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The end of a ski jump(projectile motion)

  1. Jun 30, 2013 #1
    a ski jumper leaves the ski track moving in the horizontal direction with a speed of 25.0 m/s. The landing incline below him falls off with a slope of 35.0 degrees. where does he land on the incline?

    I already know how to use formulas to plug and chug to get an answer. I need to know why the answer is the only answer. what is the physical reasoning behind it because geometrically, the vector can be as long as it wants to be without changing that angle. What is the reasoning behind what the maximum magnitude the vector can have? how am i suppose to know this? is maximum magnitude the magnitude that is only before exceeding the magnitude that will force the skier into certain death? is it the snow that determines the limit? the ramp? what is it? i dont see it at all! we only get one angle so the triangle can be as big as it wants to be!
     
  2. jcsd
  3. Jun 30, 2013 #2

    Borek

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    Which vector?
     
  4. Jun 30, 2013 #3
    the Resultant vector. draw the picture. omg xD

    actually, they are all freaking varibles xD. all 3 of them.
     
    Last edited: Jun 30, 2013
  5. Jun 30, 2013 #4

    Borek

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    Still no idea what you are talking about. To be honest, from your description I am not convinced you know how to solve the problem. Geometrically for this particular set of data there is only one solution, period.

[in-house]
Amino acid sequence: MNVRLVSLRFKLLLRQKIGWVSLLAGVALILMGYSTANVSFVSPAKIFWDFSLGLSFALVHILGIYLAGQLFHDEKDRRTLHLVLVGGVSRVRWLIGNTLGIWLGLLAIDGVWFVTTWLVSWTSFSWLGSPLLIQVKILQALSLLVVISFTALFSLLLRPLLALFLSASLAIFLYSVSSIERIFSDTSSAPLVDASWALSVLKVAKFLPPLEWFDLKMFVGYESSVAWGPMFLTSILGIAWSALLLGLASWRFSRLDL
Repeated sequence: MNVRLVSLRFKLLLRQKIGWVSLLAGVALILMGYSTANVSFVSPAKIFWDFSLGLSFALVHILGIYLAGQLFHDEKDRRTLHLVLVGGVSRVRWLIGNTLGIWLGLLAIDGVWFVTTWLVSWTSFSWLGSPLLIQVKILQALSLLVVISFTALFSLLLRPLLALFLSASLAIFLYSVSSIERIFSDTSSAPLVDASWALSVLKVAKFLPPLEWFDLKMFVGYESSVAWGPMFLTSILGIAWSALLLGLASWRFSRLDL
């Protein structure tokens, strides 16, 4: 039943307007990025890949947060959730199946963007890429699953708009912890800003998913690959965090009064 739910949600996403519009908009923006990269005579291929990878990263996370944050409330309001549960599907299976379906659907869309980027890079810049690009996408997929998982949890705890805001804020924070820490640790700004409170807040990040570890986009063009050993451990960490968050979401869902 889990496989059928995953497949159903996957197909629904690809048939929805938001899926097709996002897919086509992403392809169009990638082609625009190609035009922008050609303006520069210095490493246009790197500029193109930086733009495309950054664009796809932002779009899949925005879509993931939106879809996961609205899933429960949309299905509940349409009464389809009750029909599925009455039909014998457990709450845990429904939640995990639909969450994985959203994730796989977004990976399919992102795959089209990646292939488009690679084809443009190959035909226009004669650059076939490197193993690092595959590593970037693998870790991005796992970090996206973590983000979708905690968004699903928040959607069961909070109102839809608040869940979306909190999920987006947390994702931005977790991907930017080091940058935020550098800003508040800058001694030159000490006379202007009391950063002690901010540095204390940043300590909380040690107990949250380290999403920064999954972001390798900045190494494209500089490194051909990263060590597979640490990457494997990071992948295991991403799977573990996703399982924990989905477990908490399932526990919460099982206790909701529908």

6. Jun 30, 2013 #5

    prove it.
     
  7. Jun 30, 2013 #6
    Perhaps I'm misunderstanding the question, but if a skier goes off a jump with a known velocity, then their path through space is determined. Isn't it clear that he can only land in one particular spot on the ramp?
     
  8. Jun 30, 2013 #7
    yeah, i guess so. but the resultant vector, and the components of the resultant vector are variables.

    so how do i find the one and only answer when the distance can be anything?

    like, i can say he lands 6.5 m away. i can also say he lands 7m away. which one is it? it varies with the height of the snow. how am i suppose to only get exactly one precise finite answer when the 3 sides of the triangle are variables?

    i can take off as much snow as i want or add as much snow as i want, which will change the vertical and horizontal distance while keeping the angle the same at all times. you cant get a side with just geometry xD. cant complete a triangle with just one given angle.
     
  9. Jun 30, 2013 #8
    Whoops.
     
  10. Jun 30, 2013 #9

    Borek

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    Take a look here:

    attachment.php?attachmentid=59996&stc=1&d=1372624054.png

    There is only one point where the skier can land.
     

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  11. Jun 30, 2013 #10
    aha, tangent. ok, im convinced.
     
  12. Jun 30, 2013 #11
    wait nvm, it can still be any ratio of x and y :(
     
  13. Jun 30, 2013 #12
    lol, i saw that xD. you solve it the same way the text book does but i still dont get it. i need to know that given that angle, it can only be at that spot whether the heights change.
     
  14. Jun 30, 2013 #13

    Borek

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    Heights of what?

    Please try to analyze the drawing I posted. Vector shows initial velocity if the skier. After the jump he follows the thin line and lands on the slope. Your task is to find where the trajectory intersects the slope.
     
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